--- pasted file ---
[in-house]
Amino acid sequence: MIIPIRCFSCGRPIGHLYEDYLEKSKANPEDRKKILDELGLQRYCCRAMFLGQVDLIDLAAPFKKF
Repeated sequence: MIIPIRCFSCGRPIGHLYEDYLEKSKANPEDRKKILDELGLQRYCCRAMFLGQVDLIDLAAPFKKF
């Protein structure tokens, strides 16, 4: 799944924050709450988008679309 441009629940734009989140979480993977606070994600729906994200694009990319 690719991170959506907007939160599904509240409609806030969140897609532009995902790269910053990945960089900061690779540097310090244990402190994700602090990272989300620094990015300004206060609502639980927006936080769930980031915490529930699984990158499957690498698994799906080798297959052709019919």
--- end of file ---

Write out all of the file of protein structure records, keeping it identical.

[in-house]
Amino acid sequence: MIIPIRCFSCGRPIGHLYEDYLEKSKANPEDRKKILDELGLQRYCCRAMFLGQVDLIDLAAPFKKF
Repeated sequence: MIIPIRCFSCGRPIGHLYEDYLEKSKANPEDRKKILDELGLQRYCCRAMFLGQVDLIDLAAPFKKF
């Protein structure tokens, strides 16, 4: 799944924050709450988008679309 441009629940734009989140979480993977606070994600729906994200694009990319 690719991170959506907007939160599904509240409609806030969140897609532009995902790269910053990945960089900061690779540097310090244990402190994700602090990272989300620094990015300004206060609502639980927006936080769930980031915490529930699984990158499957690498698994799906080798297959052709019919």